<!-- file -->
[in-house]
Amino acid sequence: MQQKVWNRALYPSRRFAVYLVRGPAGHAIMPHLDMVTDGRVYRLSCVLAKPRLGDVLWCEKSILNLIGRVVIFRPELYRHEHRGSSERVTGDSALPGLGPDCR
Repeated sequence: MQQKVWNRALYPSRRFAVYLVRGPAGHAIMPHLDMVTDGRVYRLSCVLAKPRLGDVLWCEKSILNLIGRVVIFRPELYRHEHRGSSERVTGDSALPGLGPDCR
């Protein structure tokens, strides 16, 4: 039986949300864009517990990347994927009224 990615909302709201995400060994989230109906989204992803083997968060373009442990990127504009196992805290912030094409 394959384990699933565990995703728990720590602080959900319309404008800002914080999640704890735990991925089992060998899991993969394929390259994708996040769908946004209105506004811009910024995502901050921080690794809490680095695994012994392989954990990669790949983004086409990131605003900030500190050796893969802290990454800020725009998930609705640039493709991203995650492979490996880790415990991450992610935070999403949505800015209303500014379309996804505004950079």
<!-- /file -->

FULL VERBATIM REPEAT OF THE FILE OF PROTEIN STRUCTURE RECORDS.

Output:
[in-house]
Amino acid sequence: MQQKVWNRALYPSRRFAVYLVRGPAGHAIMPHLDMVTDGRVYRLSCVLAKPRLGDVLWCEKSILNLIGRVVIFRPELYRHEHRGSSERVTGDSALPGLGPDCR
Repeated sequence: MQQKVWNRALYPSRRFAVYLVRGPAGHAIMPHLDMVTDGRVYRLSCVLAKPRLGDVLWCEKSILNLIGRVVIFRPELYRHEHRGSSERVTGDSALPGLGPDCR
């Protein structure tokens, strides 16, 4: 039986949300864009517990990347994927009224 990615909302709201995400060994989230109906989204992803083997968060373009442990990127504009196992805290912030094409 394959384990699933565990995703728990720590602080959900319309404008800002914080999640704890735990991925089992060998899991993969394929390259994708996040769908946004209105506004811009910024995502901050921080690794809490680095695994012994392989954990990669790949983004086409990131605003900030500190050796893969802290990454800020725009998930609705640039493709991203995650492979490996880790415990991450992610935070999403949505800015209303500014379309996804505004950079």